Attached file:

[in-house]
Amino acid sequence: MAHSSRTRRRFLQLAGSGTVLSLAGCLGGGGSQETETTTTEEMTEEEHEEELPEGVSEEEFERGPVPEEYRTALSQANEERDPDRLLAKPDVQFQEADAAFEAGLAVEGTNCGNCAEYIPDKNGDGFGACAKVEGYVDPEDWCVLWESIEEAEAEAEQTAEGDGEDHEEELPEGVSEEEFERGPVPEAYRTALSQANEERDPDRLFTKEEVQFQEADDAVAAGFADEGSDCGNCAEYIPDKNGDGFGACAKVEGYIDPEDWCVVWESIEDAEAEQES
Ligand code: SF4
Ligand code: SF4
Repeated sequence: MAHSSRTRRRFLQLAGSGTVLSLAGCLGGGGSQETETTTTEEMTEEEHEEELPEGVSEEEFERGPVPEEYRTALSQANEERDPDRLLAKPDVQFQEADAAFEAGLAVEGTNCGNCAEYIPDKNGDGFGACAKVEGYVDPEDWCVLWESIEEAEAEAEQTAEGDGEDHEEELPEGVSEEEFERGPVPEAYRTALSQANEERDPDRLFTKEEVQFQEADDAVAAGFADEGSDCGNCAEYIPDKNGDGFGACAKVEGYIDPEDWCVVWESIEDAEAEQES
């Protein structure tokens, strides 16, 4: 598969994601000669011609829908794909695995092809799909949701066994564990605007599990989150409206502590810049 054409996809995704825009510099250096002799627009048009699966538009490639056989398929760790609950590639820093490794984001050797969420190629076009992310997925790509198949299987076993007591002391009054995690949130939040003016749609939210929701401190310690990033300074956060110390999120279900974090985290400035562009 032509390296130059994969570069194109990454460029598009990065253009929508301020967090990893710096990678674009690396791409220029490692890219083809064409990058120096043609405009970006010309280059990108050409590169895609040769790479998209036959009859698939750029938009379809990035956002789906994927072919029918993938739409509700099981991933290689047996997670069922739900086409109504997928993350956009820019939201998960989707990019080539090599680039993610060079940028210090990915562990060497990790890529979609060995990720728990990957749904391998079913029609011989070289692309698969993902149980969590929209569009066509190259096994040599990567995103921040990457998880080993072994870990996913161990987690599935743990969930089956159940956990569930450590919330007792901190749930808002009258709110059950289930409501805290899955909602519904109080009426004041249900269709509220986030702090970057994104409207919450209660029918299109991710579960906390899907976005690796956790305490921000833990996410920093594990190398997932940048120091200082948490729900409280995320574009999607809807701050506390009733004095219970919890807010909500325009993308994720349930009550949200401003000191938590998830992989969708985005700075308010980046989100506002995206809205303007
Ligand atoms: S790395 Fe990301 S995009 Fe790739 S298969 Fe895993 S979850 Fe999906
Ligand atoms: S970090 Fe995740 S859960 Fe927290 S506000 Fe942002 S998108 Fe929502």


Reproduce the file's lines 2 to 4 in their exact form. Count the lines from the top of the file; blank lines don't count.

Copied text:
Amino acid sequence: MAHSSRTRRRFLQLAGSGTVLSLAGCLGGGGSQETETTTTEEMTEEEHEEELPEGVSEEEFERGPVPEEYRTALSQANEERDPDRLLAKPDVQFQEADAAFEAGLAVEGTNCGNCAEYIPDKNGDGFGACAKVEGYVDPEDWCVLWESIEEAEAEAEQTAEGDGEDHEEELPEGVSEEEFERGPVPEAYRTALSQANEERDPDRLFTKEEVQFQEADDAVAAGFADEGSDCGNCAEYIPDKNGDGFGACAKVEGYIDPEDWCVVWESIEDAEAEQES
Ligand code: SF4
Ligand code: SF4